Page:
RATHER: And Les Moonves knows about entertainment, but he doesn’t know about news.
He said, at one point, we needed to have naked news. He said at one point that…
ASMAN: Well, he was joking, no?
RATHER: Well, was he? You tell me. But he said it.
And he also that, if he had his way, he would blow up all of CBS News. And, in a way, he did that by saying, I need to go for the demographic.
And we understand. I understand very well the undertow of that.
But the point I was trying to make, David, and trying to make today, we have to decide, we journalists have to decide what kind of journalism we want to do. And each journalist has to decide it for himself, that the country has a lot of big problems. We’re talking about something infinitesimally small here. We have got the war. We have got a presidential election under way. We have the dismantling of the civil rights division of the Justice Department. These are important things.
ASMAN: But we have — we have a room for a lot in our — for example, FOX News has 24 hours of news. I mean, we can have very serious stuff. We can have very light stuff. You can have a whole panoply of news, can’t you?
RATHER: You can. But let’s be candid here. And I know you always try to be.
When something like the Paris Hilton story begins to run, you don’t have a panoply of news. Everybody goes with that story 24/7.
ASMAN: You have wall-to-wall coverage of the news.
ASMAN: Of one story.
RATHER: And this was the point I was trying to make the other day — and I think I did make it, anybody interested in reading the whole thing — was, it isn’t Katie Couric. And it isn’t even CBS News as a whole. It is what is happening to the news.
Now, if we keep going this way, we will give a new context to that old Humphrey Bogart line, we will always have Paris.
ASMAN: So, we will always have Paris is nothing else but Paris, is what you’re saying.
ASMAN: Is there any way, though, to — to both get the demographics that a news division needs, as part of a network like CBS, and have serious news?
ASMAN: How do you do it?
RATHER: Well, I believe it can be done?
RATHER: I believe you do it with quality news of integrity.
ASMAN: Did you think you were doing it? Were you bringing in the younger audience?
RATHER: We were sure trying, but we didn’t bring in the younger audience. We were unable to do so. And I am accountable for that, to no small degree.
But I do think that there is an audience for quality news of integrity, including on the evening news. And there is no empirical evidence that, by dumbing it down, by going with the Paris Hilton story, by softening things up, that it attracts younger audiences. There’s no empirical evidence for that.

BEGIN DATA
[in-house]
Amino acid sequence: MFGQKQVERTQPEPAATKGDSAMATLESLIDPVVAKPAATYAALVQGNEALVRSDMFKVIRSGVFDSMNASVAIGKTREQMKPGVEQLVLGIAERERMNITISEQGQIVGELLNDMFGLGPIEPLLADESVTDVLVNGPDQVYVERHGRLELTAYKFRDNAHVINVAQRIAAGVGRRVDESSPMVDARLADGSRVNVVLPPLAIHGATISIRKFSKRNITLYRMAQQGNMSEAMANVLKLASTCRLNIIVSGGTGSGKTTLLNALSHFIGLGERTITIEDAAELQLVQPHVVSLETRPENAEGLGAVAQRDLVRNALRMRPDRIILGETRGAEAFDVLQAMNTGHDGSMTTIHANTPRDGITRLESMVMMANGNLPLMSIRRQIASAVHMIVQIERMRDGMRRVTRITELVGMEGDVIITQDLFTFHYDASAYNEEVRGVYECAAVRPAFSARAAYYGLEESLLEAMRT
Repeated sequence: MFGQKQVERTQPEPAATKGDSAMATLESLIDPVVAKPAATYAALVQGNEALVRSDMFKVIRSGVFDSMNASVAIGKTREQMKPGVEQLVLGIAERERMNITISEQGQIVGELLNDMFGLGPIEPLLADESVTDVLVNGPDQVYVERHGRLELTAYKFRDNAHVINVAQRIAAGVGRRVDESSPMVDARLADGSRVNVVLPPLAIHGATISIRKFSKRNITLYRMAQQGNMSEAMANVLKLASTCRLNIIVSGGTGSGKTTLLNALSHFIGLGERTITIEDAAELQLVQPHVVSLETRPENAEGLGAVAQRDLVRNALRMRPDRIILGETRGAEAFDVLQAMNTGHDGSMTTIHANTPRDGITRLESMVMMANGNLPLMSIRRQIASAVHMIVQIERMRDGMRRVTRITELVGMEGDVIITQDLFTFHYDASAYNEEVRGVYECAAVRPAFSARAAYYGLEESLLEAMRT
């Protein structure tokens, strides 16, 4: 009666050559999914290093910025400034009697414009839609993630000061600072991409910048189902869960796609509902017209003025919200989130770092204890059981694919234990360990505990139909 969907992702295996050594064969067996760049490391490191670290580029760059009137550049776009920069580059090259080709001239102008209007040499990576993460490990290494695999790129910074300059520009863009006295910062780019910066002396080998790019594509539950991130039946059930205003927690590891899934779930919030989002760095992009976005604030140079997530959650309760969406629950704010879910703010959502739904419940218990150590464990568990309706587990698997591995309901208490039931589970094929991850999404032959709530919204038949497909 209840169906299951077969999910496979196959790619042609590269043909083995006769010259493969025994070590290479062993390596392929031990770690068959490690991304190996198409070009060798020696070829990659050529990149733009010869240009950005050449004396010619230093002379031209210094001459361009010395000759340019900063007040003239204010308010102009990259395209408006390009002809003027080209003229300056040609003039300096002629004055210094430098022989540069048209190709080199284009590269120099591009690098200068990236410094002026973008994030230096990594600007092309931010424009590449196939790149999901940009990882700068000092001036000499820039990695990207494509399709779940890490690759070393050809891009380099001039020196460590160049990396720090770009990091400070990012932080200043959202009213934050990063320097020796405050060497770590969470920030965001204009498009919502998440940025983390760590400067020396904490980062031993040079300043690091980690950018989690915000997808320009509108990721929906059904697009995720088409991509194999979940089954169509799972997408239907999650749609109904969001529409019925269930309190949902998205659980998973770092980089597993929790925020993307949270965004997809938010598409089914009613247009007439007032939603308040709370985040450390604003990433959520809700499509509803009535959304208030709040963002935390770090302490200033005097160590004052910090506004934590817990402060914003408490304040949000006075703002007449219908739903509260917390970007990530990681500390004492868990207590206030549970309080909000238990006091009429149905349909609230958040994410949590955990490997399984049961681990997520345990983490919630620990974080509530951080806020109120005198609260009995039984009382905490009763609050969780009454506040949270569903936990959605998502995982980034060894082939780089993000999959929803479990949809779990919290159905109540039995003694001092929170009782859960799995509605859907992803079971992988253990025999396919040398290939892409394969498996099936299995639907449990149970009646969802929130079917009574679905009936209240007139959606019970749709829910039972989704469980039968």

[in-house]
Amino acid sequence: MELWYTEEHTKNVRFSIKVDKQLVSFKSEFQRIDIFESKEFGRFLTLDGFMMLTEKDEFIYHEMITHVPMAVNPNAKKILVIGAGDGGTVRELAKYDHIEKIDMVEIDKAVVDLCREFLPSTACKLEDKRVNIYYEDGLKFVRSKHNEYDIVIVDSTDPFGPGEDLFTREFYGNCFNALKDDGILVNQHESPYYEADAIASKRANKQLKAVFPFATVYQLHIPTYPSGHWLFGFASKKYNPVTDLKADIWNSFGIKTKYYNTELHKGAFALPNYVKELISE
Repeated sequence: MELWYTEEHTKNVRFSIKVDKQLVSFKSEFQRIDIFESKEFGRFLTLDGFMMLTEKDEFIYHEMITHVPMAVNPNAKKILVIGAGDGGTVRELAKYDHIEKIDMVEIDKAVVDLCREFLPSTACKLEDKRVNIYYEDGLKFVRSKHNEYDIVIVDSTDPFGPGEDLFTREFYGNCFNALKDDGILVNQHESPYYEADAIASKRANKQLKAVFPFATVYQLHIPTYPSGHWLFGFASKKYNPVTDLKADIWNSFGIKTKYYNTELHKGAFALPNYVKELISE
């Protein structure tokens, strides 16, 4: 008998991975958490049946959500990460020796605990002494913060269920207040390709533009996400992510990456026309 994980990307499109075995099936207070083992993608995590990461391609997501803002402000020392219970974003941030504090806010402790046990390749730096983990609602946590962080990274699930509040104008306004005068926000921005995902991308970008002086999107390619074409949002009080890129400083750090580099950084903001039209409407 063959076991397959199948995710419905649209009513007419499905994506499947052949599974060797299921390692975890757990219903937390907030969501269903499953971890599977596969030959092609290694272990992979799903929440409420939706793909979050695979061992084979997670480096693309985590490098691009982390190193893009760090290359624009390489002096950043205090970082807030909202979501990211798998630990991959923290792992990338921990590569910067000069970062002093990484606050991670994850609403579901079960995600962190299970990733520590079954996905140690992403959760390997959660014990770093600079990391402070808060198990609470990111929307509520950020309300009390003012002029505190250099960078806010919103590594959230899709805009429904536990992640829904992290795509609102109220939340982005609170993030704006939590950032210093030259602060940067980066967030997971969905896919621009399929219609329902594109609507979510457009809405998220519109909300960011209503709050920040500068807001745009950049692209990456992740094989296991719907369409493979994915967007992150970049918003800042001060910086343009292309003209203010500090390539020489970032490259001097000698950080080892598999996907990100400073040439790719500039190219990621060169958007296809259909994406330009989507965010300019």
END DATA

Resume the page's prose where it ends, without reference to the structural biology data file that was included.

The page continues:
But the corporate leadership, people such as Les Moonves, believe that. And they put the pressure on down below. And that is — the result is what we have now, which is not a good result.
ASMAN: But you are saying it’s not Katie Couric’s fault; it’s Les Moonves’ fault.
ASMAN: The buck stops right there.
RATHER: Well, it starts right there.
ASMAN: Should the shareholders be demanding that Les Moonves move on?
RATHER: I doubt that they will do that, because he’s very good at programming entertainment. He’s been one of the best there ever was at programming entertainment.
My — that’s not my argument. My lament is that there once was a line between entertainment and news. And, by trying to bring “The Today Show” ethos into the evening news, this is endemic throughout much of journalism. Even “The New York Times,” arguably the best newspaper in the world, one of the best newspapers in the world, had a front-page story about Paris Hilton on Saturday. This is something we need to be concerned about, because it matters to the country.
ASMAN: So, say you had the perfect job. You could design your own anchor job. How would your evening news look different than what we have today?
RATHER: Well, I now consider I have the perfect job at HDNet, because I have total, complete, absolute creative and…
ASMAN: If you were at CBS, how would you do it?
RATHER: Well, what I tried to do — keep in mind, I didn’t make all the decisions there — I would run hard with hard news. I would see the newscast as a public service. And I would operate it on the basis of, what is important? What’s the most important thing for people to know today?
I also would give much heavier emphasis to foreign news coverage. I was criticized when I was at CBS News, sometimes within CBS News, for doing that. But I believe strongly, with the international situation being what it is, that you need to emphasize foreign news, emphasize important news, emphasize quality news.
And I will tell you this. If you put “Oprah” in front of me and “Entertainment Tonight” behind me, I will win for you any market in the country.
ASMAN: We have got to leave it at that.
Dan Rather, HDNet is where you can see our friend Dan Rather.
Thanks very much for coming on.
RATHER: Thank you, David.
ASMAN: Appreciate it.
RATHER: Thanks so much. Enjoyed talking to you.
ASMAN: Appreciate it.